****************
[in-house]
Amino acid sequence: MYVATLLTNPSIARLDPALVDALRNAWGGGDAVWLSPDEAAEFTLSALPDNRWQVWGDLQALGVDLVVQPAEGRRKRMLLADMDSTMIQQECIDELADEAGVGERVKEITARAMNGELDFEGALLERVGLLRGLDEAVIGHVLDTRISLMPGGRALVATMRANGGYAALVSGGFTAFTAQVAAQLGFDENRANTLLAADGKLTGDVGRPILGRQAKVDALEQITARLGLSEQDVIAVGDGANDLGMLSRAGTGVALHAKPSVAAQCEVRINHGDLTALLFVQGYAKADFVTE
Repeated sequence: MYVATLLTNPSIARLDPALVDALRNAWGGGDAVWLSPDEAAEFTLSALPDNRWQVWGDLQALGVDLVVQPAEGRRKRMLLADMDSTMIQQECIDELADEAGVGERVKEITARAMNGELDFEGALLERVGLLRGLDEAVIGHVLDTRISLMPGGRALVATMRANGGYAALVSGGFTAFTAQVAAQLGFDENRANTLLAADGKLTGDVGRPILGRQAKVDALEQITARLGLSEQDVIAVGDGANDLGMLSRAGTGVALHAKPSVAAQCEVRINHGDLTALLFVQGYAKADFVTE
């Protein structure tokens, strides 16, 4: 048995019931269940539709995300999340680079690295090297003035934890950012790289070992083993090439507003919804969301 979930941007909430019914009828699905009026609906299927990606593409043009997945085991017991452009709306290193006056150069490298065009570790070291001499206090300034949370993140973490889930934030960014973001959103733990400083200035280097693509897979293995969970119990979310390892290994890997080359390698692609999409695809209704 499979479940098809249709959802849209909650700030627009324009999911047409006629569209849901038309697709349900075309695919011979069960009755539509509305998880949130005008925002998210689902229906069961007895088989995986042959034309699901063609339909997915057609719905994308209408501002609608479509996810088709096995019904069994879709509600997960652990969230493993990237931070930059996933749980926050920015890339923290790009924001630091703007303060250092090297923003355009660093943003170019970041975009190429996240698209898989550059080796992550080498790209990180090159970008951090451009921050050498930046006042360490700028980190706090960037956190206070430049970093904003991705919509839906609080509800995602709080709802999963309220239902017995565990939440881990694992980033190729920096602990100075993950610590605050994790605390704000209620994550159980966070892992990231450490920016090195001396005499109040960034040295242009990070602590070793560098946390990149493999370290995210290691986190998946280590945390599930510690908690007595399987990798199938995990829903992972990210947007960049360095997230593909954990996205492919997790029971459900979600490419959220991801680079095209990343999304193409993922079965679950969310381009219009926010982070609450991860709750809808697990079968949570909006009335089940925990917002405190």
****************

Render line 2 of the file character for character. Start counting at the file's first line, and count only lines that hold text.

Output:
Amino acid sequence: MYVATLLTNPSIARLDPALVDALRNAWGGGDAVWLSPDEAAEFTLSALPDNRWQVWGDLQALGVDLVVQPAEGRRKRMLLADMDSTMIQQECIDELADEAGVGERVKEITARAMNGELDFEGALLERVGLLRGLDEAVIGHVLDTRISLMPGGRALVATMRANGGYAALVSGGFTAFTAQVAAQLGFDENRANTLLAADGKLTGDVGRPILGRQAKVDALEQITARLGLSEQDVIAVGDGANDLGMLSRAGTGVALHAKPSVAAQCEVRINHGDLTALLFVQGYAKADFVTE